Homage to thee, O RA… Thou art adored.
Thou goest to thy setting in the Seqtet Boat with fair winds, and thy heart is glad…
Thou stridest over the heavens in peace, all thy foes being cast down.
The stars which never rest hymn thee, and the stars which never vanish glorify thee as thou sinkest to rest…
Thou art beautiful at morn and at eve, O thou Living Lord, the Unchanging One, my Lord.
(“Papyrus of Ani”, A Hymn to Ra when he rises on the horizon and when he sets in the Land of Life)
It begins in Egypt.
The first voyage was up the river Nile. We were a group of four friends in search of artistic and spiritual inspiration, and winter sun. It was the Arab Spring, a time of great hope but also unrest in Egypt. The resulting dearth of visitors was tough on the tourist industry but fortunate for us, allowing us access to the sites without queues or crowds; a rare opportunity to tune into the spirit of Ancient Egypt, where it all began.
The sun burns bigger and brighter in Egypt, the muezzin’s call resonates more vibrantly through the desert air.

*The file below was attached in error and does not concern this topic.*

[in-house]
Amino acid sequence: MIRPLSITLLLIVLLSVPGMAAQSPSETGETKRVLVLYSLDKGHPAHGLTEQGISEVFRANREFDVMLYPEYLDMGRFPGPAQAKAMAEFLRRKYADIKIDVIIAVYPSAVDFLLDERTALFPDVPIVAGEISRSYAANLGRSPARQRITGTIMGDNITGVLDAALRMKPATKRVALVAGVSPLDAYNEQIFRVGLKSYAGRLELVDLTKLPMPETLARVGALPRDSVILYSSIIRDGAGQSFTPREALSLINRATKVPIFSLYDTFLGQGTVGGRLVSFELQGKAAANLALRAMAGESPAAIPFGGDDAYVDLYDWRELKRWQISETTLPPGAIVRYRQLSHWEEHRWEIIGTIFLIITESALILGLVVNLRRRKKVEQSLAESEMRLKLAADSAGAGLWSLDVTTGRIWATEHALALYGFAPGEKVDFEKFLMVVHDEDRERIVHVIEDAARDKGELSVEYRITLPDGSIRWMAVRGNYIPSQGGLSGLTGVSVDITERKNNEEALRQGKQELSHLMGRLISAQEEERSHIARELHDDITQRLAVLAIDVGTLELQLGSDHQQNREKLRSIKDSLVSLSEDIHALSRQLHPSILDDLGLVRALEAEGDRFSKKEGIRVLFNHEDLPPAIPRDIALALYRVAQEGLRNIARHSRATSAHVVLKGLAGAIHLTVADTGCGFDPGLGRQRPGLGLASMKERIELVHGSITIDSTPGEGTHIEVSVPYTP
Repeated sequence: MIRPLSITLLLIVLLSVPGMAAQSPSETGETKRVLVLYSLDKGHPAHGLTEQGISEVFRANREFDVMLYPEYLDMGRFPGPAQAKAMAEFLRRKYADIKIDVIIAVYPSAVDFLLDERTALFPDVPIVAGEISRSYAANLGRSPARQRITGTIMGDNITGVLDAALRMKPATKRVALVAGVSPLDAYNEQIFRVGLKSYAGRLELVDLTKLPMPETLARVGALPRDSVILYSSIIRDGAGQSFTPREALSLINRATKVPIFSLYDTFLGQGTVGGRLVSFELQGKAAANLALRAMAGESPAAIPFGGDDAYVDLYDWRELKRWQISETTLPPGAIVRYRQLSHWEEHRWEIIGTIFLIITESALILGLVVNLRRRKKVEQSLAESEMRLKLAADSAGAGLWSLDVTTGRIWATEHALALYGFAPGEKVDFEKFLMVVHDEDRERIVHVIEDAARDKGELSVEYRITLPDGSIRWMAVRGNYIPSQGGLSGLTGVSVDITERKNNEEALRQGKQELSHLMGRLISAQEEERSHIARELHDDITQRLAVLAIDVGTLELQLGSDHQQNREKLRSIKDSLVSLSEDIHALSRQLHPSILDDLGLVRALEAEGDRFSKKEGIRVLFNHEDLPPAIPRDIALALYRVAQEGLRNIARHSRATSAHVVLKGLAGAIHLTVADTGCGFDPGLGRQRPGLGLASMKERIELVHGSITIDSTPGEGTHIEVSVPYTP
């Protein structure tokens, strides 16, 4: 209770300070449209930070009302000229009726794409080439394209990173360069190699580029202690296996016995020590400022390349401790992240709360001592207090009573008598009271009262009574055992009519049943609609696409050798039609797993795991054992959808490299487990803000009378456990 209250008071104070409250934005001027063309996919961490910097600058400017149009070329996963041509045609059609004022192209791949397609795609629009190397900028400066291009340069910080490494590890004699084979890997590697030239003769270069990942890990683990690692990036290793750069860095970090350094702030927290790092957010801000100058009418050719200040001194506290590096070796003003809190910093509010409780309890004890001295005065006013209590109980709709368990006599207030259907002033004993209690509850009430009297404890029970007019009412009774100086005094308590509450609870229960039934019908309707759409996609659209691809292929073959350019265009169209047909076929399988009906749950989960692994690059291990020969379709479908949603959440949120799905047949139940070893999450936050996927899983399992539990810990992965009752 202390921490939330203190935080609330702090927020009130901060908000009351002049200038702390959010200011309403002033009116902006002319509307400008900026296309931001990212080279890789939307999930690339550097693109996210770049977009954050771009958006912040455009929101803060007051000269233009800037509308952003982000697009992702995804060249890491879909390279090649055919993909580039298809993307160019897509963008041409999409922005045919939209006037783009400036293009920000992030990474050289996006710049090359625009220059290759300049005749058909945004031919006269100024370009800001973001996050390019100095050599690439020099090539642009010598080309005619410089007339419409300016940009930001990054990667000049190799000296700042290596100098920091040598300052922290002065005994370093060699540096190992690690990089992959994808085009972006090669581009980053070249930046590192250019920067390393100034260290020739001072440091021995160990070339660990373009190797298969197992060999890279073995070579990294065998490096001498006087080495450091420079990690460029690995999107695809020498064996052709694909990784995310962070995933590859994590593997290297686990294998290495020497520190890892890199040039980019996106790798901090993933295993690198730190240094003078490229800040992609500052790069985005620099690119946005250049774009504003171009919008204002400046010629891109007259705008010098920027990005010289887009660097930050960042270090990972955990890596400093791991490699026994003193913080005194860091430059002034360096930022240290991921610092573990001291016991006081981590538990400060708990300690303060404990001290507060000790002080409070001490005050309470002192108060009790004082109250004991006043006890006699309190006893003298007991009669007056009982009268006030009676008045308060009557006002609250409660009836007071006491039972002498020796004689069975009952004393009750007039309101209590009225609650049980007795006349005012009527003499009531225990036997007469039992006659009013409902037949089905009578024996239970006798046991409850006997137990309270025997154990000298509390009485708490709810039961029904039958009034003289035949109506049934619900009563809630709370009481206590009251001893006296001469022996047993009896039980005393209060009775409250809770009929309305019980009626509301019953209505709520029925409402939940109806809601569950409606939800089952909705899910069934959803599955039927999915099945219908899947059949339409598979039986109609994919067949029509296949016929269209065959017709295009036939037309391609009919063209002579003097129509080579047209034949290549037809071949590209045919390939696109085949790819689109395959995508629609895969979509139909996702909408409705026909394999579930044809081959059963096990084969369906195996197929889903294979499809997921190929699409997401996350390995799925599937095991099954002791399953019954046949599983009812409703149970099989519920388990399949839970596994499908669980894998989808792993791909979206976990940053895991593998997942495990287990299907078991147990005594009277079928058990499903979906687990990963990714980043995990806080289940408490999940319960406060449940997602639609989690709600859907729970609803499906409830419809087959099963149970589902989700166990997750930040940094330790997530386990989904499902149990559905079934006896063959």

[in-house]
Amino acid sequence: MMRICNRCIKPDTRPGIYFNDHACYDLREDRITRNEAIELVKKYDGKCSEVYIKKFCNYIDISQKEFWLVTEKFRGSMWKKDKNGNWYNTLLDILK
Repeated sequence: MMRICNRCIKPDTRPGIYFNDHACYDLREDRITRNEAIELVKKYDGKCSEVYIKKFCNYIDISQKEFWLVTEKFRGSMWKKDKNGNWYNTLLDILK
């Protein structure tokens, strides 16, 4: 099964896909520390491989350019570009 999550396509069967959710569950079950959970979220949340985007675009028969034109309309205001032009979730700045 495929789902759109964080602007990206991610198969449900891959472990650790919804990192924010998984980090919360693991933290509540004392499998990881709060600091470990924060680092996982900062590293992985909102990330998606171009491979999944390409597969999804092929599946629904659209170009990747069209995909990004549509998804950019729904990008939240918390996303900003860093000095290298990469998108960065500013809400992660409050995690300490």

Every evening the sun set in splendour over the Nile, with a heart-stirring poignancy for Basil and I. For twelve years we had been ruled by enjoyed the companionship of Ra, a charismatic Siamese cat.
Only two weeks before this voyage Ra had left us and we were bereft. Now we could only remember him at the rising and going down of the sun, the Solar Boat of his namesake. In Egypt we felt closer to him, where you can still sense the outline of the mighty solar barque as it arcs through the heavens on its stately progress.
We also met Ra again in the living, breathing beauty of pigment and stone, ancient animal gods adorning the walls of temples and tombs. We were not prepared for the wealth of monuments and artefacts still standing, especially after the bareness of Greek and Turkish sites we had visited from where the British had sailed off with shiploads of antiquities, while the Germans had taken most of the rest.